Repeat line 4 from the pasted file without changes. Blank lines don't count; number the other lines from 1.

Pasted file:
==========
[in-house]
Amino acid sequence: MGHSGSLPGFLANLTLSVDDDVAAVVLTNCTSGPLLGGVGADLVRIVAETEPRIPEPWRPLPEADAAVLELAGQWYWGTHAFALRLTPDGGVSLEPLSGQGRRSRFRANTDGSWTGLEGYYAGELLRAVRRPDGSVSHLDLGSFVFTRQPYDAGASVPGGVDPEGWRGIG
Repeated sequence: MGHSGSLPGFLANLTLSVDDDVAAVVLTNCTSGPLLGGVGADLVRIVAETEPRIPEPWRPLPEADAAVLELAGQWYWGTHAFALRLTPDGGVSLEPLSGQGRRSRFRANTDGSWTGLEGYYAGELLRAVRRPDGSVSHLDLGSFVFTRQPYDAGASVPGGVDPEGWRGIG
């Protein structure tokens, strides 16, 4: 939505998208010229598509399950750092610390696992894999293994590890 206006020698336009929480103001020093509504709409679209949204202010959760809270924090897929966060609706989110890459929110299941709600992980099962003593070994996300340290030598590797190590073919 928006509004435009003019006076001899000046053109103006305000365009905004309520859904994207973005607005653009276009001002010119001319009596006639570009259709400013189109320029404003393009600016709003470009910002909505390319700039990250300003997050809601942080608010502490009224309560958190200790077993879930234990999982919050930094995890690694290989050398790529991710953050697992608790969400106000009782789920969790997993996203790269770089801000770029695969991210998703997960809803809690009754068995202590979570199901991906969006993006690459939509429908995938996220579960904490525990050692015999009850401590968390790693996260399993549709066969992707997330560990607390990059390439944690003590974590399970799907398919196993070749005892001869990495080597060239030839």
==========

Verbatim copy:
């Protein structure tokens, strides 16, 4: 939505998208010229598509399950750092610390696992894999293994590890 206006020698336009929480103001020093509504709409679209949204202010959760809270924090897929966060609706989110890459929110299941709600992980099962003593070994996300340290030598590797190590073919 928006509004435009003019006076001899000046053109103006305000365009905004309520859904994207973005607005653009276009001002010119001319009596006639570009259709400013189109320029404003393009600016709003470009910002909505390319700039990250300003997050809601942080608010502490009224309560958190200790077993879930234990999982919050930094995890690694290989050398790529991710953050697992608790969400106000009782789920969790997993996203790269770089801000770029695969991210998703997960809803809690009754068995202590979570199901991906969006993006690459939509429908995938996220579960904490525990050692015999009850401590968390790693996260399993549709066969992707997330560990607390990059390439944690003590974590399970799907398919196993070749005892001869990495080597060239030839």